I’m feeling hopeful after an invigorating Nemawashi/gathering with a small group of grizzly bear advocates here in Bozeman, Montana, earlier this week. I was humbled by the invite and both inspired and uplifted after spending two hours in the presence of brilliant minds, passionate souls, and audacious guardians led by the matriarch of modern day grizzly bear advocacy here in the Northern Rockies, Louisa Wilcox. Looking around the room rich with PhD biologists I asked our fearless leader why I was included on the invite list, to which she answered, “Because we have plenty of science. But we need heart and you are all heart, Michael.” Spending two hours with the one and only Charlie Russell—a pioneer in the world of bear conservation, with a heart full of love—sitting beside a woman I’ve long admired, talking bears, was a cherished experience I won’t soon forget.
Two days later and I‘m still all fired up from this gathering with the AUDACIOUS Charlie Russell and cadre of bear activists. What an honor to sit with this legendary bear whisperer for two hours and share our hopes for the ursa family. Charlie Russell’s research on Kamchatka demonstrates the true nature of bears. Far from unpredictable, as they are most often depicted, Charlie Russell has shed light on what I discovered as a bear education ranger managing bear jams in Yellowstone: bears aren’t the unpredictable and vicious species they are reputed to be. More often they are tolerant of people & predictable in behavior. Reverent, audacious, intentional & always authentic, Charlie Russell is a champion of these bears that capture his heart.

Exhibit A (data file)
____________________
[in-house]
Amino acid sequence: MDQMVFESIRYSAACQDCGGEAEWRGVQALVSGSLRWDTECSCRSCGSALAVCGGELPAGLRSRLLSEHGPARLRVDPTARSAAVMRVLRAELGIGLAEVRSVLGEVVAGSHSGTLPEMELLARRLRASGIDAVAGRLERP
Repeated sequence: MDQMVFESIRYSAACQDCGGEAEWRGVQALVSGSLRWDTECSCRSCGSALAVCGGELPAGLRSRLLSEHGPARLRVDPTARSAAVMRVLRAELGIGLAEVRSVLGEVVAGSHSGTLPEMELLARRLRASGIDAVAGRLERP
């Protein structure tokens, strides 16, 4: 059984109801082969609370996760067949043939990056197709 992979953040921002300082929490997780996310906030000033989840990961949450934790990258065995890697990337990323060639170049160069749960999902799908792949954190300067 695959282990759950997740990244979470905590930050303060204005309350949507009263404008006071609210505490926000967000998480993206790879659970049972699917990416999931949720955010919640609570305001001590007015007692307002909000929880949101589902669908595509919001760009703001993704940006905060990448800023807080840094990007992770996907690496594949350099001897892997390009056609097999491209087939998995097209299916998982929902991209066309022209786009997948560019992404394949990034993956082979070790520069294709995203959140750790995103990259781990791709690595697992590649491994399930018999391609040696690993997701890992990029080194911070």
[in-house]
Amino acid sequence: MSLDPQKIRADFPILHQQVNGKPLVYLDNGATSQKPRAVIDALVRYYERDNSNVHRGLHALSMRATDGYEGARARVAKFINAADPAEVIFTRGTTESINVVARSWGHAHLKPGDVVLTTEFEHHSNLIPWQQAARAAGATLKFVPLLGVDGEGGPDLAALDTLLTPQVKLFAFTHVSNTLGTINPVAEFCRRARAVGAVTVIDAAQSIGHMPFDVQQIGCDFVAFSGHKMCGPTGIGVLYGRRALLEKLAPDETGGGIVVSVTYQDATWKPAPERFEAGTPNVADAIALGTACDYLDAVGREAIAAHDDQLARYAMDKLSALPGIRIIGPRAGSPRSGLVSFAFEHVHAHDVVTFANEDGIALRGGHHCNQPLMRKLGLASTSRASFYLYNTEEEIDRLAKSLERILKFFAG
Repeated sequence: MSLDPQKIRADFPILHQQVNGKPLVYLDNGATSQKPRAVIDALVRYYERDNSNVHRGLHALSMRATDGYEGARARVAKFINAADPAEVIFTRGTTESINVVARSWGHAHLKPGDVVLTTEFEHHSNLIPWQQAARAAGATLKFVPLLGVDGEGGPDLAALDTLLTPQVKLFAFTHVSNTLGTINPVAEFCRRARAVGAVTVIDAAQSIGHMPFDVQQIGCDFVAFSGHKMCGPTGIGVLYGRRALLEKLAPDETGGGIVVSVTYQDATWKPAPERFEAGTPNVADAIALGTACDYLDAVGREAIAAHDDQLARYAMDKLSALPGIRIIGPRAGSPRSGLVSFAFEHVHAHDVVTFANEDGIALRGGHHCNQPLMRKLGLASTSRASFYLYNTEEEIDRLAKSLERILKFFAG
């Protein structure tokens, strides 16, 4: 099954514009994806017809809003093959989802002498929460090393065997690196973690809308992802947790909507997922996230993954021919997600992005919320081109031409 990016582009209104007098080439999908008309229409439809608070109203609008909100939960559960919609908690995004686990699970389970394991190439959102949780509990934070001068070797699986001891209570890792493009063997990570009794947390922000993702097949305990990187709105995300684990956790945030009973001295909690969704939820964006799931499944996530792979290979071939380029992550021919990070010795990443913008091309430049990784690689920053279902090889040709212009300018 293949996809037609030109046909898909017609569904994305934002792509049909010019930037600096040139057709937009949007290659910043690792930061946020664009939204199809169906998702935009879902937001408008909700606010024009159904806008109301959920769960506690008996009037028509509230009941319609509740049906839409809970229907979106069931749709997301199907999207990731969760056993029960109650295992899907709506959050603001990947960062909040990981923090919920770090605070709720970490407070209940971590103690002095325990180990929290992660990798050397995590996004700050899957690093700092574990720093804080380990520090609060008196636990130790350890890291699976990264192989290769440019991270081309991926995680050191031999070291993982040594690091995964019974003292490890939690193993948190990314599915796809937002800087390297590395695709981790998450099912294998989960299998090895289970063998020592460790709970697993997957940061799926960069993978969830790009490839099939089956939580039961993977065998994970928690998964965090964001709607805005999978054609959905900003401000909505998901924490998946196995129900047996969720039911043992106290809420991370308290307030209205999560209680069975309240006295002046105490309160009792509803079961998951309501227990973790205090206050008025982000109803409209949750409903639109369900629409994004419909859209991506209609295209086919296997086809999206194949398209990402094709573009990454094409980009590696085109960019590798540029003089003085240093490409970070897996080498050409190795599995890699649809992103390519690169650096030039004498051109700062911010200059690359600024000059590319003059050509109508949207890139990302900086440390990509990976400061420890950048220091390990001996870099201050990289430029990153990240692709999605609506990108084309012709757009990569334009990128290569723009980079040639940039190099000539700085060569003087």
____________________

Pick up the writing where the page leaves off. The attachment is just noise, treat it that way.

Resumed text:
But this meeting inspired me to take a deeper look at a question that plagues me on a daily basis here on the fringe of wild country, on the northern reaches of the Greater Yellowstone, in Bozeman, Montana—where the housing boom relentlessly dismantles habitat at an alarming clip. At what point will our society be empathetic towards the plight of other species? When is enough enough? After 39 years listed as a threatened species under the Endangered Species Act, local agencies want to “harvest”—i.e., kill—grizzly bears in ID, WY, and MT.
Is nothing—no place, no living creature—sacred anymore? If not Yellowstone Country and the southern most population of grizzlies in the lower 48, I’m not sure what is. It is abundantly clear that we need a dramatic shift in narrative regarding our wild world, something Louisa Wilcox of the Center for Biological Diversity speaks of eloquently. A narrative of love, reverence and sacredness must become the norm if we hope to leave future generations a verdant, just and wild world.
And speaking of narrative, if when I, as a fishing guide in the process of releasing a fish, kill it, I kill it with a heavy heart, deep reverence and a prayer to the waters. But when someone shoots a bear, mountain lion or wolf, it is considered a “harvest?” How absurd is this attempt to desensitize us from the reality?
Perhaps the first step in developing a new and more reverent narrative is to simply tell it as it is. Our planet is in peril. Wild places are facing unprecedented threats with population explosion and a rapidly changing climate; wildlife habitat continues to shrink as their travel corridors bottleneck to the point of choking off migratory pathways. May we honor our wild world by gracefully accepting our moral and ethical responsibility as guardians of places like Yellowstone Country. For in the end, without a change in narrative, a meaningful land ethic will cease to exist.
For a wild world and a wilder Yellowstone,
~Michael W. Leach